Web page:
With its roaring winds, battering waves, and sweeping surge, Sandy reminded New Yorkers that hurricanes are not a rarity in the New York Metropolitan Area. Whether Sandy will officially be classified as a hurricane at landfall or a powerful post-tropical cyclone in the final analysis is a technical issue that changes little. The risk of tropical cyclone impacts is real.
Since 1800, New Jersey, New York, and/or Connecticut have experienced 19 hurricanes (Category 1 or stronger winds). Seven of those storms brought Category 2 or 3 winds to a portion of the region (often parts of Long Island and coastal Connecticut). Research by Dr. Stephen P. Leatherman, Director of the International Hurricane Research Center ranked eastern Long Island as the nation’s seventh most vulnerable area to hurricane impacts. Hurricanes brought Category 2 or 3 winds to part of the New Jersey, New York, and/or Connecticut in 1804, 1815, 1938 (“Long Island Express”), 1944 (“Great Atlantic Hurricane”), 1954 (Carol), 1960 (Donna), and 1991 (Bob).
Although the 1821 hurricane brought Category 1 winds to the New York City area, it ranks as one of the region’s greatest storms. Its track brought a 13-foot storm surge into New York Harbor and up the Hudson River. Lower Manhattan was flooded up to Canal Street. Its storm surge remained unsurpassed until Sandy made landfall in southern New Jersey on October 29.
The September 12, 1821 issue of the Providence Patriot wrote of the hurricane’s impact in New York City:
On Monday afternoon [September 3] we had a gale of wind, which has seldom been exceeded for violence… The wind increased until 7 o’clock, blowing in tremendous squalls, which tore up the oldest and strongest trees in the city by the roots, threw down whole stacks of chimneys, crushed the roofs of houses, broke glasses, did great damage to shipping and the Battery, and created great panic in the city.
The September 14, 1821 edition of the New Bedford Mercury added:
Such was the power of the wind upon the water, that last evening at 7 o’clock, the time of low water, many of our docks were inundated, and many vessels were on their beam ends, with their masts across the piers. Most of the storehouses on the East side of the town, adjacent to the River, had their cellars filled with water.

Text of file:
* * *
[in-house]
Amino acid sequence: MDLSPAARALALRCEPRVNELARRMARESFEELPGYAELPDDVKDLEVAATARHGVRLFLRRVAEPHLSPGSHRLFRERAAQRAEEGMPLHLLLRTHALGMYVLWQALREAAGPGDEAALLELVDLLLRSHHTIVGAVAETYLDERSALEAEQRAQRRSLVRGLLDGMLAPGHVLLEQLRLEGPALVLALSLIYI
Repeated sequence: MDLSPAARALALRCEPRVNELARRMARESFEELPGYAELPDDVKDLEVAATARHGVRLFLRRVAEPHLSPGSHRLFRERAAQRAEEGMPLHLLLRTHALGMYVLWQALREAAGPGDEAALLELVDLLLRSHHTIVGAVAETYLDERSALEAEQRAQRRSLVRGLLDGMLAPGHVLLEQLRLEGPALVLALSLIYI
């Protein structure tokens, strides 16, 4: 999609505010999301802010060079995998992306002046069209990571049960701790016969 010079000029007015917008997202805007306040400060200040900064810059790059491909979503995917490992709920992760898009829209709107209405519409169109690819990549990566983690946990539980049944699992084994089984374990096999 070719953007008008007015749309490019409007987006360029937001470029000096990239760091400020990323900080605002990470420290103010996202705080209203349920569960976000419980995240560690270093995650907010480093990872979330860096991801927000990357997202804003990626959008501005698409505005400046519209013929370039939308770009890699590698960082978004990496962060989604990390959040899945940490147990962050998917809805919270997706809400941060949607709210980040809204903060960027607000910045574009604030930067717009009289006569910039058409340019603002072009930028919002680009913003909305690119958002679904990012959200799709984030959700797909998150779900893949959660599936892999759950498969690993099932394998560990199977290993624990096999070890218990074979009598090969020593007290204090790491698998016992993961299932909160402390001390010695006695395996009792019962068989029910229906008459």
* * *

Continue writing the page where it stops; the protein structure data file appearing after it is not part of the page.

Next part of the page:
The Providence Patriot also reported that the “docks, wharves, piers, &c. were all swept away” at Jersey City and on Long Island’s South Shore “the tide…was four inches higher than recollected by the oldest inhabitants.”
The 1938 hurricane remains the benchmark by which the area’s hurricanes have been measured. That storm roared northward bending somewhat to the west, catching New York and New England largely unprepared before blasting it with extreme winds and a devastating storm surge.
The historical record shows that the New Jersey-New York-Connecticut Tri-State area, including the greater New York City area, face a real hurricane risk. With coastal property in those three states valued at more than $6 billion and a large area in New York City and the adjacent region lying less than 10 feet above sea level, coastal property and infrastructure remain vulnerable to such storms.
Finally, my thoughts and prayers go out to everyone who has been affected by Sandy. Under the leadership of Lehman College President Ricardo R. Fernández, the Campus provided an invaluable service to the community in sheltering evacuees and affected residents. Lehman’s Public Safety, Building and Grounds, I.T., Cafeteria, and APEX staff and all the volunteers were instrumental in providing and maintaining critical services. All of them deserve our gratitude for their tireless efforts.
Left: Hurricane Wind Analysis for Sandy just before landfall (NOAA's Hurricane Research Division); Right: Sandy's waves on the Long Island Sound batter the coastline